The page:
Tourism can cause the same forms of pollution as any other industry: air emissions, noise, solid waste and littering, releases of sewage, oil and chemicals, even architectural/visual pollution. Some of the ways in which tourism adversely impacts the environment have been mentioned below:
Transport by air, road, and rail is continuously increasing in response to the rising number reported that the number of international air passengers worldwide rose from 88 million in 1972 to 344 million in 1994. When a large number of tourists are involved, it invariably leads to a greater use of the transportation system. We all are aware of the fact that emissions from automobiles and airplanes are one of the biggest causes of air pollution. When a large number tourists use these modes of transport to reach a particular attraction, it pollutes the air both locally and globally.
Due to the rapid growth in international tourism, tourists now account for nearly 60% of air travel.
In many places, buses or other vehicles leave their motors running to ensure that tourists return to comfortable air-conditioned vehicles. Such practices further pollute the air.
Sewage generated by tourists
Construction of hotels, recreation and other facilities often leads to increased sewage pollution. Wastewater has polluted seas and lakes surrounding tourist attractions, damaging the flora and fauna. Sewage runoff causes serious damage to coral reefs because it stimulates the growth of algae, which cover the filter-feeding corals, hindering their ability to survive. Changes in salinity and siltation can have wide-ranging impacts on coastal environments. And sewage pollution can threaten the health of humans and animals.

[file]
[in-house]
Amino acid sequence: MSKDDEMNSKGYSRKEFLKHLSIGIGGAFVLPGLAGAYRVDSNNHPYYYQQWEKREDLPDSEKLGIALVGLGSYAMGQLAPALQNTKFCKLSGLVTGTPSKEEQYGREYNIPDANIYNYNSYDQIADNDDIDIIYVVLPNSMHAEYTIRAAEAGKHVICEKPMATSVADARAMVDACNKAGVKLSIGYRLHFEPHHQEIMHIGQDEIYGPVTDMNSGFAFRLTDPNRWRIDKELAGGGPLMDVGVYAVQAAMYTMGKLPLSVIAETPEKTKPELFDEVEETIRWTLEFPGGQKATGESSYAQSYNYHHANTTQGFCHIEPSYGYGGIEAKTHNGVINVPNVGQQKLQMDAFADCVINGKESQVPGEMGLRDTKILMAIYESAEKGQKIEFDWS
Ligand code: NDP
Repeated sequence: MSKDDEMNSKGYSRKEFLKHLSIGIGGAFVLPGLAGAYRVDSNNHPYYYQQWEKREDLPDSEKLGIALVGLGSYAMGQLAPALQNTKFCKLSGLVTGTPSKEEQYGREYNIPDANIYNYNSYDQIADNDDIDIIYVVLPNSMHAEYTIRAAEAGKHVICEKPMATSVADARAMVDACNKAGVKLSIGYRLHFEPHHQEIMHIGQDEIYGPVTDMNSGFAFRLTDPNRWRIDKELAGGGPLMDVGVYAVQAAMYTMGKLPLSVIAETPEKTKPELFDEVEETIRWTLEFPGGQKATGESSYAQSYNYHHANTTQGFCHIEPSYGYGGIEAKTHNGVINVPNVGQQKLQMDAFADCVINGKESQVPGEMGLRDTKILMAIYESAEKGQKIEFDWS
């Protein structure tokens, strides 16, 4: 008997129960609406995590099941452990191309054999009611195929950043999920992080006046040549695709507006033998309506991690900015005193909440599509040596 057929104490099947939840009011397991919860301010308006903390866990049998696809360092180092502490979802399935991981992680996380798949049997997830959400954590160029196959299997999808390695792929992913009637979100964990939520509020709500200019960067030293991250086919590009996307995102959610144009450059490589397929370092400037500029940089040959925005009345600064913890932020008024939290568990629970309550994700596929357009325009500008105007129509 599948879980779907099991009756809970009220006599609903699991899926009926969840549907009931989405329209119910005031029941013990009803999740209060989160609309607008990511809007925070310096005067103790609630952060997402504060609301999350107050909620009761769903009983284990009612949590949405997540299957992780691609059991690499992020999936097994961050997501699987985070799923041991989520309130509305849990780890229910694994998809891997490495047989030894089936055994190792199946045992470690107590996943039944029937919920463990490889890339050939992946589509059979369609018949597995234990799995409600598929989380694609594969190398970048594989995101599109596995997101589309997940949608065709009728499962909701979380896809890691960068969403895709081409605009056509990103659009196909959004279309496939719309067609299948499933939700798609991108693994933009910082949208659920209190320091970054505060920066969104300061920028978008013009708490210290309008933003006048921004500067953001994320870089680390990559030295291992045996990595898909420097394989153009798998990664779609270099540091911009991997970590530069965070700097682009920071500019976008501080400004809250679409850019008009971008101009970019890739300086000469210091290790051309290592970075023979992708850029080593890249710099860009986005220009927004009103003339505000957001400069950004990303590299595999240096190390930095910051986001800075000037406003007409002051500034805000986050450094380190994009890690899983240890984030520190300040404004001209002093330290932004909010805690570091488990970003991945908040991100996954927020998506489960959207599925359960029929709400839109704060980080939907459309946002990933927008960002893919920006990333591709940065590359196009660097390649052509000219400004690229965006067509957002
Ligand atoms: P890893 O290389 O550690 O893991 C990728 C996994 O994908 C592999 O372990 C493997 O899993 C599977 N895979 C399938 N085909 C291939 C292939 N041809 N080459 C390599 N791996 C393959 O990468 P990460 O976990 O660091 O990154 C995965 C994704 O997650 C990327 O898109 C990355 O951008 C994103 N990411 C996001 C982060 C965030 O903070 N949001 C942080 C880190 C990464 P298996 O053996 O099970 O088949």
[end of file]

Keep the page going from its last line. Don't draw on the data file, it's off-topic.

Noise pollution from airplanes, cars, and buses, as well as recreational vehicles such as snowmobiles and jet skis, is an ever-growing problem of modern life. Tourists destinations are often subject to significant noise pollution. Tourists vehicles entering and leaving natural areas create a lot of noise. Such noise is the source of distress for wildlife. Loud music played by tourists in forested areas also disturbs the animals living in the area. Often, noise generated by tourist activities for long-term alters the natural activity patterns of animals.
Tourism and natural resources
The depletion of natural resources is a growing concern especially in places where resources are already scarce. In such areas, the local flora and fauna might be deprived of the resources needed to sustain their lives. For example, large volumes of water are consumed to cater to the needs of the tourists, run hotels, swimming pools, maintain golf courses, etc. This can degrade the quality of water and decrease the volume of water that is available for the local population, plants, and animals. It is not only the water resources that are depleted. Unsustainable practices by the tourist industry can also put pressure on other resources like food, energy, etc.
In areas with high concentrations of tourist activities and appealing natural attractions, waste disposal is a serious problem. Irresponsible tourists often litter the tourist spots visited by them. Today some cruise lines are actively working to reduce waste-related impacts. Solid waste and littering can degrade the physical appearance of the water and shoreline and cause the death of marine animals.
Tourism has been a part of the human experience as long as there have been distant places to go and experience. Before you start your next travel adventure be sure to take some environmental values with you. To reduce your ecological footprint as a tourist be sure to conserve the amount of water you use, dispose of waste appropriately, tread lightly on the land, and become aware of the local ecosystems you choose to visit. Wherever you may go in the world do your best to support green businesses and minimize your impact on the environment.